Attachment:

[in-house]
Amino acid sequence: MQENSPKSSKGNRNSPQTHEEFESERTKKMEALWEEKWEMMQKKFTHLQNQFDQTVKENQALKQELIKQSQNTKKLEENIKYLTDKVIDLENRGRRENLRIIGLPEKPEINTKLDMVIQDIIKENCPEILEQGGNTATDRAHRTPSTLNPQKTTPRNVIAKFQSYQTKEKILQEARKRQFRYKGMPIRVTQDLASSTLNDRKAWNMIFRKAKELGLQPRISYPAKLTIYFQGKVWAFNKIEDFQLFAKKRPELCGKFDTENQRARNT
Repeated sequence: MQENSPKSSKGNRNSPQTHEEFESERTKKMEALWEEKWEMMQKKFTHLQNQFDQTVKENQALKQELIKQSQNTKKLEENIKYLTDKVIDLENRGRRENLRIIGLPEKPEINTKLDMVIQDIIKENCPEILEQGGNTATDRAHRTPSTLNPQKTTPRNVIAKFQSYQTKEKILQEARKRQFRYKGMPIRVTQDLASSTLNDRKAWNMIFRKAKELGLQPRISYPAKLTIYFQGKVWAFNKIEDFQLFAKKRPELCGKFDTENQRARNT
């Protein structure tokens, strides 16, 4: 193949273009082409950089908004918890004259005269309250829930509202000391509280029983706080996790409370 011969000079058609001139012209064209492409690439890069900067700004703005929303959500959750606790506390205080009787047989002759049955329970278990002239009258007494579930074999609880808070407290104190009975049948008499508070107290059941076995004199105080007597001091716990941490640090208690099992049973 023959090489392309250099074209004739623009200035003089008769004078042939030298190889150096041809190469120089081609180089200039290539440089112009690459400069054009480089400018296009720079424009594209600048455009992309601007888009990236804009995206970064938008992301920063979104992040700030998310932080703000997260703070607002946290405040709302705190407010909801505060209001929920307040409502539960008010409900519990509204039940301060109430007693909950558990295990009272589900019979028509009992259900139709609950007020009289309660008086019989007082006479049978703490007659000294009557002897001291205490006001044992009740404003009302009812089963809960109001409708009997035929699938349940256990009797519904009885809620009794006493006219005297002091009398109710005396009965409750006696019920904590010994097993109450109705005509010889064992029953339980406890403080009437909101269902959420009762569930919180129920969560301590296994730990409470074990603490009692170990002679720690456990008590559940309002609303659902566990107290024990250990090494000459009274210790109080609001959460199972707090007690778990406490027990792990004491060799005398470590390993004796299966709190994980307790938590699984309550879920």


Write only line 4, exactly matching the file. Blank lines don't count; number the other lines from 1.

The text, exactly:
């Protein structure tokens, strides 16, 4: 193949273009082409950089908004918890004259005269309250829930509202000391509280029983706080996790409370 011969000079058609001139012209064209492409690439890069900067700004703005929303959500959750606790506390205080009787047989002759049955329970278990002239009258007494579930074999609880808070407290104190009975049948008499508070107290059941076995004199105080007597001091716990941490640090208690099992049973 023959090489392309250099074209004739623009200035003089008769004078042939030298190889150096041809190469120089081609180089200039290539440089112009690459400069054009480089400018296009720079424009594209600048455009992309601007888009990236804009995206970064938008992301920063979104992040700030998310932080703000997260703070607002946290405040709302705190407010909801505060209001929920307040409502539960008010409900519990509204039940301060109430007693909950558990295990009272589900019979028509009992259900139709609950007020009289309660008086019989007082006479049978703490007659000294009557002897001291205490006001044992009740404003009302009812089963809960109001409708009997035929699938349940256990009797519904009885809620009794006493006219005297002091009398109710005396009965409750006696019920904590010994097993109450109705005509010889064992029953339980406890403080009437909101269902959420009762569930919180129920969560301590296994730990409470074990603490009692170990002679720690456990008590559940309002609303659902566990107290024990250990090494000459009274210790109080609001959460199972707090007690778990406490027990792990004491060799005398470590390993004796299966709190994980307790938590699984309550879920």